Summer Fun usually means being in, around or on the water. My husband and I recently spent a day on Grapevine Lake enjoying a beautiful day with my daughter and son-in-law. I'm not very experienced either in the water or on it, so I'm imparting the wisdom I've learned about safe boating in this article.
My husband plays a lot of sports and has a lot of baseball caps. Storing them can be problematic if space is limited and you also want to maintain the shape of your caps.
This item from Amazon is a good fit. You can display a total of up to 36 caps on this versatile over-the-door cap rack. It includes a 5-foot cord which will allow you multiple placement options. There are innovative clips that allows you to space the caps anywhere along the cord. It can be hung over a door, on a wall, looped over a closet rod, and even hung from the ceiling! The clips allow for maximum air circulation, which will help those sweaty sports caps from becoming mildewy. The rounded edges prevent fabric abrasion. The easy "lead-outs" allow you to easily remove the cap. This cap rack is not intended to mount to any surface. Assembly is required, but is simple.
6 Tips For Safe Boating
My daughter and son-in-law recently purchased a (new to them) 30 foot cabin cruiser and put it on one of the local N. Central Texas lakes. Never having had much experience with boats, I did some research regarding handing boats and safe boating. Even if you don’t personally own a boat, it never hurts to be informed and be safe!
Below are my 6 Tips For Safe Boating (the results of my research).
- Take a Boating Lesson or Two: While my husband and son-in-law are both experienced handling boats, my daughter and I had little to no experience. Here are some statistics regarding why taking a boating lesson or two might help:
- According to the American Boating Association, of the 700 boating-related fatalities in 2009, only 10 percent occurred in a boat with an operator who had had formal safety training.
- Even if you’re experienced in boat handling, classes can get your knowledge updated and keep you up to date. Even if you’re typically a passenger, navigational knowledge will allow you to step in if an emergency should arise. Knowing the rules will put your mind at ease so you can enjoy the experience.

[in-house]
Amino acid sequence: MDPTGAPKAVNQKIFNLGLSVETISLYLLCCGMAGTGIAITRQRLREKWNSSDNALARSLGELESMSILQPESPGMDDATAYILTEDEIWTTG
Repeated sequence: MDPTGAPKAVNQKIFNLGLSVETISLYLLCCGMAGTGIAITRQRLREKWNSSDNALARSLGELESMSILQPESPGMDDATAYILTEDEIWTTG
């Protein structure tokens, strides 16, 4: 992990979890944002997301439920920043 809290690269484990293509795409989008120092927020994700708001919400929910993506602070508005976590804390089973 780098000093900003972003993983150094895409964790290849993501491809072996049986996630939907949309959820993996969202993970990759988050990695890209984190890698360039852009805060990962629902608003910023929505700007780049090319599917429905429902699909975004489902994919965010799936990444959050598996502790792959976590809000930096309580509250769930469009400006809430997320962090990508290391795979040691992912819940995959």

- Check Your Trailer: If you are a boat owner, before you head to the waterfront, make sure that:
- Your tires are inflated
- Tie-downs are secure and
- Lights are hooked up and working properly
- Beware & Protect Yourself From CO2: CO2 is an odorless, colorless gas that can make you sick in seconds. Boat motors can produce CO2. Prevent poisoning by installing and maintaining a marine-grade CO detector. If the alarm sounds, don’t disconnect it! It’s going off for a reason!!
- Be Careful Around Back Deck and/or Swim Platform: Always stay well away from the back of the boat, back boat deck and/or swim platform when the motor or engine is running.
- Stay Connected: Make sure you have a marine radio on board and that it functions properly. It will allow you to communicate with the outside world quickly in case of emergency or in the event you need to check the weather. To find a radio that fits your needs, Rachel Burkholder, Communications Director for the National Safe Boating Council, recommends that you talk to your local marine dealer.
- Wear a Life Jacket at All Times: Life jackets and flotation devices that are stored away won’t do you or anyone onboard any good if the boat should capsize. Boating statistics from the National Safe Boating Council show that 84% of boaters who drowned in 2010 were not wearing life jackets. The varieties available today are less bulky and more flexible than those in the past. If you bring your dogs on board (they always bring their pugs), it’s a good idea to have they wear jackets as well.
For tips on finding a life jacket that will fit right and other great boating tips, visit www.safeboatingcampaign.com.
Have a safe and enjoyable summer!
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